Some rabies cases with purportedly long incubation periods can't be confirmed because the person may have been exposed to the virus multiple times. In countries where rabies virus is not present, it is much easier to tell when a person is exposed because they had to have been traveling abroad. Such a case was reported in the December 2008 edition of the journal Emerging Infectious Diseases. The case described was that of a ten-year-old girl that died of rabies in Australia, a country which is rabies-free. The child had lived in Australia for five years, but previously lived in Vietnam and Hong Kong, where rabies is common. Since she had not left Australia in the last five years, it is almost certain that she was exposed to the virus at least five years before developing disease.
One potential complicating factor in some rabies-free countries is the presence of one or several bat lyssaviruses, which are very closely related to the rabies virus (in fact, the rabies virus itself belongs to the Lyssavirus genus). These viruses can also cause disease that looks very similar to rabies. Human cases of infection by bat lyssavirus were reported in Australia after the child in the report died of rabies, but analysis of viral RNA collected from the girl recently confirmed that it was rabies, and not another lyssavirus. Also, typing of the rabies virus showed that it was most consistent with a Chinese strain, which suggests that she acquired the infection in Hong Kong. This demonstrates that rabies can have a very long incubation period.
Rabies is a devastating disease but one that is largely preventable in people, given proper attention and access to post-expsoure treatment. More information about rabies can be found in on the Worms & Germs Resources page and in our rabies archives.
Photo: Electron micrograph of a rabies virus (source: Tektoff-RM/CNRI/Science Source/Photo Researchers, Inc.).
A 55-year-old man in Missouri recently died of rabies. He was the first human rabies victim in that state in close to 50 years. He was apparently bitten by a bat in mid-October and started to show signs of rabies about six months later.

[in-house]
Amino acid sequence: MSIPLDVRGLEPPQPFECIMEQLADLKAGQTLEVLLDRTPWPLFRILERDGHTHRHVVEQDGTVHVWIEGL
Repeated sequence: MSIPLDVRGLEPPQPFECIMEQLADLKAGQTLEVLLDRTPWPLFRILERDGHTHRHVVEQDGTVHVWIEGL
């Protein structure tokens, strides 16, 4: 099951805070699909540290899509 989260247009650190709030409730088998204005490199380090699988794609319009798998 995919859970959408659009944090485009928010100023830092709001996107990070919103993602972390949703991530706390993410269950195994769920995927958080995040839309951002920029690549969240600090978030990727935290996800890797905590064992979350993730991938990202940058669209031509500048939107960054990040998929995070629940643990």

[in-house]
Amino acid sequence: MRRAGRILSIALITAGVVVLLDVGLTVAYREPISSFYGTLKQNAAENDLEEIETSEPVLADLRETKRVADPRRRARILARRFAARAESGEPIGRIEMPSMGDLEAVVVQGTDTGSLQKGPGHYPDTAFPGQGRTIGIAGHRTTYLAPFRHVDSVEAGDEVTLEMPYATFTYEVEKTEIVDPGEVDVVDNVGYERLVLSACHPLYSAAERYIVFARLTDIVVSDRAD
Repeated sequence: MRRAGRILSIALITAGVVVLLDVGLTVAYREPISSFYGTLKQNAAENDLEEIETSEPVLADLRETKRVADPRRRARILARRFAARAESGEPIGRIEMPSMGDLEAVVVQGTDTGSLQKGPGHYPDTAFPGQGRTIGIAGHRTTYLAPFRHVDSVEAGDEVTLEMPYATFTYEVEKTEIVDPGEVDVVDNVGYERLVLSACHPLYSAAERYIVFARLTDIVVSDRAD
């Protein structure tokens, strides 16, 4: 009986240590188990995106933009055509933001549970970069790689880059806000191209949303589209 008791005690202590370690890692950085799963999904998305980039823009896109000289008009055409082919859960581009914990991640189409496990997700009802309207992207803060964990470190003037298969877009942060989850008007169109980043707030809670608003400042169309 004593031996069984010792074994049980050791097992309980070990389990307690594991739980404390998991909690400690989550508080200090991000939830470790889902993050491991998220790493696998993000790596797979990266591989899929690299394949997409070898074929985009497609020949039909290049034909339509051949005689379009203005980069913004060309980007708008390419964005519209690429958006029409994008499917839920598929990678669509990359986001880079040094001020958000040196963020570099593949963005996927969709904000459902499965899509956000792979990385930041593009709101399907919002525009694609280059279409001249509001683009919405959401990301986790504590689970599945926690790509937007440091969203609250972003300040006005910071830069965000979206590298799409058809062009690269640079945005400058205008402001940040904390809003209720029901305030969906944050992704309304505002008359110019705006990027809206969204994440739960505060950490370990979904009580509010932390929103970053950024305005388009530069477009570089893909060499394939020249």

This tragic incident highlights a few important points. All bats should be considered rabid until proven otherwise. Any bite from a bat should be considered rabies exposure. If this person had received treatment for rabies exposure, he almost certainly would not have developed rabies. Post-exposure treatment consists of a dose of antibodies against the rabies virus as well as a series of 5 vaccinations over four weeks. These are normal vaccines given in the arm - not like the old horror stories of reaction-prone vaccines given in the abdomen.
- Treat every bat as rabid. If you are bitten or may have been bitten (i.e. you were asleep in a room with a bat), you should consider yourself exposed unless the bat is tested and shown to be negative.
- If you are exposed to rabies, get proper treatment. It's not a big deal and it can save your life. See this post for my experience with bat rabies.
- Dogs and cats must be vaccinated against rabies. Even if they don't go outside they can still be exposed. It's also the law in most areas.
- Bat-proof your house. Seal up holes and crevices where bats may hide or through which they may get into your home.
- If you wake up in a room and see a bat, don't let it out. It must be caught and tested for rabies, or you should receive post-exposure treatment. Bats can bite sleeping people without them noticing.
- Wildlife should want to stay away from people. Wild animals that are acting strangely or do not appear afraid of people could be rabid. Stay away from such animals and report them to your local animal-control official.
A recent report in the Journal of the American Veterinary Medical Association by Jesse Blanton and colleagues provided a detailed report of rabies infection in the US in 2007. Here are some of the more interesting points:
- Rabies was diagnosed in 7 258 animals and 1 person. That's a 4.6% increase in animals from 2006, but 2 fewer human cases.
- 93% of cases were wildlife: 37% raccoons, 27% bats, 20% skunks, 7% foxes.
- 0.8% of cases were in cattle and 0.6% were in horses.
- 4% of cases were cats, with the largest numbers of feline cases in Virginia, Florida, Pennsylvania, North Carolina, Maryland, New Jersey, New York, Georgia, Texas and Kansas. Cat cases peaked in June and July.
- 1.3% of cases were dogs, with the largest number of canine cases in Texas, Georgia and North Dakota. Dog cases did not appear to have a seasonal pattern.
- Small numbers of a variety of other species were diagnosed, including pigs, wolves, opossums, bobcats, coyotes, otters, bears, deer, mongooses (in Puerto Rico), groundhogs and beavers.
- The largest number of rabies cases occurred in Texas (969).
- The infections that occurred were due to several rabies virus variants in circulation in North America, including raccoon rabies virus, skunk rabies virus, arctic fox rabies virus, bat rabies virus and Texas gray fox rabies virus. In each region of the continent, one or more of these rabies virus variants may be more common.
- No infections with canine rabies virus were identified. Dogs and coyotes were infected by other variants of the rabies virus, but not with the dog variant. It is believed that dog-to-dog transmission of canine rabies virus no longer occurs in the US.
- The one human rabies case in 2007 occurred in Minnesota, and was probably due to exposure to a rabid bat.